In part 1 of this series, we looked at how to find a cloud provider that understands your success is the key to its success. In part 2, we covered why your organization and your cloud provider need to be compatible.
Now it’s time to talk about stability.
Adjusting to a Moving Target
The technological landscape is in a state of constant refresh. This means finding a stable place in cyberspace to pin your processes and service might seem like an insurmountable task. The last thing you want to hear after you sign up for a service is that it’s going to change into something you neither need nor desire. Or, worse yet, your vendor is going to cease offering it altogether.
The bad news: You often have limited control over whether the aforementioned will happen to the services you rely on.
The good news: A little legal savvy and research can drop these risks down to a reasonable level.
The reality is, all parts of the cloud services spectrum – from advances in hardware to revisions of software and (to a lesser degree) new managed and professional services offerings – are moving targets. It’s a safe bet the version of cloud service you’re consuming wasn’t around six months ago.
In fact, the provider may not be much older. You can begin to see the trend – constant change equates to “new,” and “new” sometimes comes with baggage in the cloud world.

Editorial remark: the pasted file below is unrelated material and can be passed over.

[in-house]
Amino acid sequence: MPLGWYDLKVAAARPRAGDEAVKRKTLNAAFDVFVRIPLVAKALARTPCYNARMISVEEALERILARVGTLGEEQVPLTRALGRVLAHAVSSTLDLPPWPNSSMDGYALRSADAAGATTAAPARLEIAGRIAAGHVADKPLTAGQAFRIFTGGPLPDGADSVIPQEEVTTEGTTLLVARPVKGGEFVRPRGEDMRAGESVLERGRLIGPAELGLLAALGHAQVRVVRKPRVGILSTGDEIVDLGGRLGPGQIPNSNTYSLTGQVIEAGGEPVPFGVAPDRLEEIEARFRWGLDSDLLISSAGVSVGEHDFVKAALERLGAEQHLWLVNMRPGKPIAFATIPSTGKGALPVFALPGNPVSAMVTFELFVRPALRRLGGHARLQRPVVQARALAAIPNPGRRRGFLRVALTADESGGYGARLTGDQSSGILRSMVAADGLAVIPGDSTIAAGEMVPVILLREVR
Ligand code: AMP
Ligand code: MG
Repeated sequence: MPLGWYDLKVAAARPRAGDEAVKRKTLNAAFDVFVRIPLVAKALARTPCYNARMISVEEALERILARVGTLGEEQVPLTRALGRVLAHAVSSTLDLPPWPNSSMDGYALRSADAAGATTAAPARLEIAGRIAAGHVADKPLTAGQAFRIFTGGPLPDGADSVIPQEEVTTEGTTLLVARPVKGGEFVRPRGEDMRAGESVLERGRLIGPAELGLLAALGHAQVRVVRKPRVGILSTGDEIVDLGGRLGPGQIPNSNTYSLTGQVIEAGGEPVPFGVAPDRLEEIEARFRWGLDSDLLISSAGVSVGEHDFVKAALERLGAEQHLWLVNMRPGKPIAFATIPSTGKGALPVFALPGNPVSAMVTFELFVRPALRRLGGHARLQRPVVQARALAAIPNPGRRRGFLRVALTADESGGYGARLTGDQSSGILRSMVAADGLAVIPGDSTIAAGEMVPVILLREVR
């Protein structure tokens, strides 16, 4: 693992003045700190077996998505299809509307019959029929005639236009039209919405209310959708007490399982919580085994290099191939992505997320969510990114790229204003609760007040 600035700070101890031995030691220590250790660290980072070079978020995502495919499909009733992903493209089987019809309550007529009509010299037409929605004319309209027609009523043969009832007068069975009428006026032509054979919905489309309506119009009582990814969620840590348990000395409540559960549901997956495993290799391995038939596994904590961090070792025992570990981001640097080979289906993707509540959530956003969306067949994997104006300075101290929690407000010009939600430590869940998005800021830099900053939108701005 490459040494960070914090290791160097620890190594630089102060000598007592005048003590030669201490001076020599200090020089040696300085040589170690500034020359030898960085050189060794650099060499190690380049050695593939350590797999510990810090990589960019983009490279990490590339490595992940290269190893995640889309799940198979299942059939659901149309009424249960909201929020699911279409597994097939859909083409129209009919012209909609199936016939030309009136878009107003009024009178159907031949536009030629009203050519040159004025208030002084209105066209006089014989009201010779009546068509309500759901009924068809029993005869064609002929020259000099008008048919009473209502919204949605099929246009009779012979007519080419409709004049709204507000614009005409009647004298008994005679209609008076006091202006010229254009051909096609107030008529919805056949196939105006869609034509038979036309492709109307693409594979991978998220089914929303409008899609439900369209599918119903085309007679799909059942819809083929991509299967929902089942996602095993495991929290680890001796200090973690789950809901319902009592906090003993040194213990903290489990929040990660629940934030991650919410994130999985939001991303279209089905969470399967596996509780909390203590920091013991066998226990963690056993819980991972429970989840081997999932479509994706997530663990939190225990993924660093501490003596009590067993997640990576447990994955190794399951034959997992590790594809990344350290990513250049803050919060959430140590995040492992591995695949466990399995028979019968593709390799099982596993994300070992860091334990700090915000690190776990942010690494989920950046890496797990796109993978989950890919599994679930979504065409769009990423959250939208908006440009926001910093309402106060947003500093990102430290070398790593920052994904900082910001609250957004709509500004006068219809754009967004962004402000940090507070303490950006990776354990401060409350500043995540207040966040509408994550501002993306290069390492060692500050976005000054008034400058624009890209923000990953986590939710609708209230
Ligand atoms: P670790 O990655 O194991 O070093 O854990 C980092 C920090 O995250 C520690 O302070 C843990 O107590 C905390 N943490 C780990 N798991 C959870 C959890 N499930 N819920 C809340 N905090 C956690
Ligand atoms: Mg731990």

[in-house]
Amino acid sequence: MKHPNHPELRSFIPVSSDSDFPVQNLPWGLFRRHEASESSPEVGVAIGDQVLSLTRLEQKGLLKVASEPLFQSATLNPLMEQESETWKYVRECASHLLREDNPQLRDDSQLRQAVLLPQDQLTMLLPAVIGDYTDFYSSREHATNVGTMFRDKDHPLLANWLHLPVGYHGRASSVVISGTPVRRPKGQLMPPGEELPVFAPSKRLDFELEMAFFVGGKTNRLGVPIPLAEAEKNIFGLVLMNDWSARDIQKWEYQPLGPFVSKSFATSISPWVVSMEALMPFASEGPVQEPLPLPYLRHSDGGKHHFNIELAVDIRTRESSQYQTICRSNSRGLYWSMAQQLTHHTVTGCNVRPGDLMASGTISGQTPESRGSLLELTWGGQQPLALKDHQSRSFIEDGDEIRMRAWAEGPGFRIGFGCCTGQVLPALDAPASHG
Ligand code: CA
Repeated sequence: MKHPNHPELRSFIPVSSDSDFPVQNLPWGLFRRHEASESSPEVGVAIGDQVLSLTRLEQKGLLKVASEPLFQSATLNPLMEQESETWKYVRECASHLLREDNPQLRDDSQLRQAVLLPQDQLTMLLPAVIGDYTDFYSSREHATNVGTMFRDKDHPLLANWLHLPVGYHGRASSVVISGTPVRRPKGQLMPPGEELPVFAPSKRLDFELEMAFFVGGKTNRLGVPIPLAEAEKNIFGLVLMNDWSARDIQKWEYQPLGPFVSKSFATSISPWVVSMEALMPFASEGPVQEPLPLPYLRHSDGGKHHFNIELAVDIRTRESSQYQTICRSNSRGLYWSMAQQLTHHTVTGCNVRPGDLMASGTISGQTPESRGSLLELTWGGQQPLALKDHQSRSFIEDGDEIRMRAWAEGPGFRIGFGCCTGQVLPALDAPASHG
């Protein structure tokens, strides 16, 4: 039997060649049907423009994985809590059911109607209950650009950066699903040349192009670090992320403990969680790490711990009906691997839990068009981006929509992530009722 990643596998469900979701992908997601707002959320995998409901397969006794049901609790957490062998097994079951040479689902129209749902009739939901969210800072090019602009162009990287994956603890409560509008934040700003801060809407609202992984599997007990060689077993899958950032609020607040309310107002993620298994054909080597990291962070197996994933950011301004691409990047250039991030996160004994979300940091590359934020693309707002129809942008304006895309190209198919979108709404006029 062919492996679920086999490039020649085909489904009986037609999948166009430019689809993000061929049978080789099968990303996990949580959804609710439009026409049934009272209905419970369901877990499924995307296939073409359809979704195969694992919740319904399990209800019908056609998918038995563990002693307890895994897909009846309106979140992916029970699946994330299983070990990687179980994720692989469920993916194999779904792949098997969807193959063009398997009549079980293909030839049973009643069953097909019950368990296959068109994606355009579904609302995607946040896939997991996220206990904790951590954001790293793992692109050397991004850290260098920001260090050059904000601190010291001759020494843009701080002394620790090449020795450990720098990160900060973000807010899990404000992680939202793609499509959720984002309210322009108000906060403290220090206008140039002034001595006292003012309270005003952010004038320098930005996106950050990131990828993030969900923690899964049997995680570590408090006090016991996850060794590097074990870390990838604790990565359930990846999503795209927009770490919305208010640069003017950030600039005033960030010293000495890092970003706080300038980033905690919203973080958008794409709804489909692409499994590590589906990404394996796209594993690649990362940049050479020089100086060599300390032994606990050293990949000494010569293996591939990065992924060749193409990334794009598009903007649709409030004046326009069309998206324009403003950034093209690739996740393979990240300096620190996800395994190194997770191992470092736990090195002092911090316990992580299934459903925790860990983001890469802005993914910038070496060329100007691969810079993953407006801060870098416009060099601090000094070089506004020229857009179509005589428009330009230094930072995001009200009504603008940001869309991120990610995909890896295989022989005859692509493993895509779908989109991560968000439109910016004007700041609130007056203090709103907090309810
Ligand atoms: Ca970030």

So what is a cloud consumer to do? After all, there are many reasons why hosting software solutions in the cloud is the way to go.
Successfully Managing Perpetual Newness
First and foremost, we have to understand what “new” entails. If I were to ask you to describe a new car, words like “shiny,” “efficient” and “cutting-edge technology” might come to mind. If I were to ask you to describe a new piece of software, though, you might say things like “unstable,” “buggy” and “no support.”
“New” has the potential to be all of these things – simultaneously exciting and filled with risk. Finally, we have identified something we can quantify and address – risk. If you fear…
…the software, service or platform will crash or become unavailable, make sure you have an uptime/availability SLA in your agreement with the provider
…you will get the run-around from provider support personnel, make sure you have a support response SLA in your agreement
…the service could be hacked and your sensitive data stolen, make sure there are stringent security, access and encryption control requirements detailed in your agreement
Successfully Mitigating Risks
You can see where I’m going with all of this. Contracts and master services agreements are nothing more than risk mitigation roadmaps.
The bottom line: You’ll never take the “new” out of cloud services, but you can take the risk out of the “new.” Stability in the sea of change is nothing more than a few well-placed contract clauses.
My advice: Write out your fears and what-ifs and pull in your legal counsel to help navigate the muddy waters of the contract world. You’ll be happy you did.
We conclude this series by taking a look at how the right cloud platform can help your organization manage industry compliance.
Blog post originally appeared on https://blog.hyland.com/.